Extra Points: Brian Spano 11/11
By Brian Spano PrepsKC Staff Writer
We’ve all heard the phrase, “defense wins championships.” And that’s usually the case at the pro level.
As we are well into postseason action on both the Kansas and Missouri sides of the state line, I’ve been contemplating a thought about the teams that got there and how they will advance. The question is: Which is most important for winning in high school football, the offense or the defense? Or, is it the special teams? In other words, do high school coaches place more emphasis on any one over the other?
Obviously, high school coaches can’t recruit the kids that come into their programs; however, they do have control over a plan and coaching style they feel is important to sustain a winning program. And if one coach has an offensive philosophy, then that’s where the focus will be. On the contrary, if a coach thinks more defensively, he’s scheming to stop the offensive juggernauts.
During my travels throughout the high school football landscape this season, I wanted to find out what is in a coach’s mind now that we are in the survive and advance portion of the schedule. Most agreed on what it takes to win and move on.
“Defensively, that’s the strength of our team. We had given up only 64 points all season,” said Louisburg Wildcats head coach Gary Griffin. “I think this time of the year, you run the football, and you play great defense, you’ve got a chance to win. They go hand-in-hand. Being tough on defense is a key this time of year.”
One thing I’ve noticed from coaches is that a strong defense and a solid running game go hand-in-hand and one usually plays off the other.
“What I tell our kids, we’re going to play like we play,” Mark Simcox, head coach of the Park Hill South Panthers, said. “A lot of people don’t like it. A lot of people don’t like to watch it, but when we play defense like this and we play offense like this because we play defense like we do, we’re going to be in a lot of games.”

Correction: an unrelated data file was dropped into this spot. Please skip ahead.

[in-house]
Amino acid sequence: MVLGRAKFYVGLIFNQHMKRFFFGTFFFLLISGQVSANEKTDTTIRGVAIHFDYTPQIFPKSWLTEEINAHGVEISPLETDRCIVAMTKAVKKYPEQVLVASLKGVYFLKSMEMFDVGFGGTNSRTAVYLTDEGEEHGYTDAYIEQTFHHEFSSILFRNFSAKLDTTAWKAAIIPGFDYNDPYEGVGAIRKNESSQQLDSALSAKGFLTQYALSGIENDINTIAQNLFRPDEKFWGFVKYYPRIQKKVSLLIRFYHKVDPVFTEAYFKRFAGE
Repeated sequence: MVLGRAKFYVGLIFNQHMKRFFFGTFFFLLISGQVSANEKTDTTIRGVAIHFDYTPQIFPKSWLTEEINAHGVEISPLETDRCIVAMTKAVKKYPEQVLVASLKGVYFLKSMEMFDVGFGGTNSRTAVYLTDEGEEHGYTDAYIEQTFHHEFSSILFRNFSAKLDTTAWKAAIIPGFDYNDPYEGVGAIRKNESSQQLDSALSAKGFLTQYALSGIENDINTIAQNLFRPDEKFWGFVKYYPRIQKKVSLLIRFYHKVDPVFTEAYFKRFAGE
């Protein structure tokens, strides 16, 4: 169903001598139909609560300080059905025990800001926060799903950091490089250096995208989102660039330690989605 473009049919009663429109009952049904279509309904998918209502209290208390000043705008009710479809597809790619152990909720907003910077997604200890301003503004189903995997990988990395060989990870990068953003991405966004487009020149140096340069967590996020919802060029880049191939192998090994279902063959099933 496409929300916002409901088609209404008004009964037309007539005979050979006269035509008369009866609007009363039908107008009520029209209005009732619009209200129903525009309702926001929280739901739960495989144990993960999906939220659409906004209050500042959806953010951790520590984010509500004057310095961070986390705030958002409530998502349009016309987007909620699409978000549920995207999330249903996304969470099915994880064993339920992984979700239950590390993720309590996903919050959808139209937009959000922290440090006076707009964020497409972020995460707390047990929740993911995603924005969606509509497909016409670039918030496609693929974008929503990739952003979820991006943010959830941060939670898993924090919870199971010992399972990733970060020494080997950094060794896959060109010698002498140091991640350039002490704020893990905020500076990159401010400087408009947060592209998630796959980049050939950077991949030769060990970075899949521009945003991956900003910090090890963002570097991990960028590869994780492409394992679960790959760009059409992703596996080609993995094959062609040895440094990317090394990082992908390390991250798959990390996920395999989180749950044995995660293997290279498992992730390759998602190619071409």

Park Hill South’s defense has been a stalwart all season long for Simcox. In the Panthers’ opening playoff win over the Raytown Blue Jays, the defense recorded at least 13 plays for negative yards and pretty much spent the entire game in the Raytown offensive backfield.
“It’s going to be hard for people to get away from us, and we are going to be in control most of the time of what’s going on,” Simcox added. “I’m not going to say we are dictating to people what’s going on, but it’s a good thing going into a game and knowing you’re going to play somebody that they aren’t going to get away from us. I coached defense for a long time, and there’s nothing better than to watch an eight minute drive on offense from the sideline. The other thing from a defensive perspective is that we have a good kicker. We don’t have to go very far to have a chance to score.”
Shawnee Mission Northwest head football coach Aaron Barnett knows that defense and special teams are the key to going far in the playoffs.
In the Cougars first round game against Shawnee Mission West, both played a huge role in the victory. A Cougar defensive lineman blocked a West field goal and then Drue White picked up, ran for about 10 yards then, as he was about to be tackled, pitched it teammate Kenny Mings he blazed the final 55 yards for the score.
The defense also came up big, forcing three turnovers in that game. When two phases of your game are clicking, it’s hard to lose.
“If you asked me if our team would be in the second round of the playoffs before the season started, I would have said most definitely,” Barnett said. “That was our expectation. Then things start to happen in the year that you don’t anticipate.
“Coach Angelo Giacalone, our defensive coordinator, has done a great job with our guys all season getting them settled down and ready to play.”
So, as the season winds down, it will be interesting to see how these defenses/special teams carry a team to the promised-land. Stay tuned, as the final weeks heat up.
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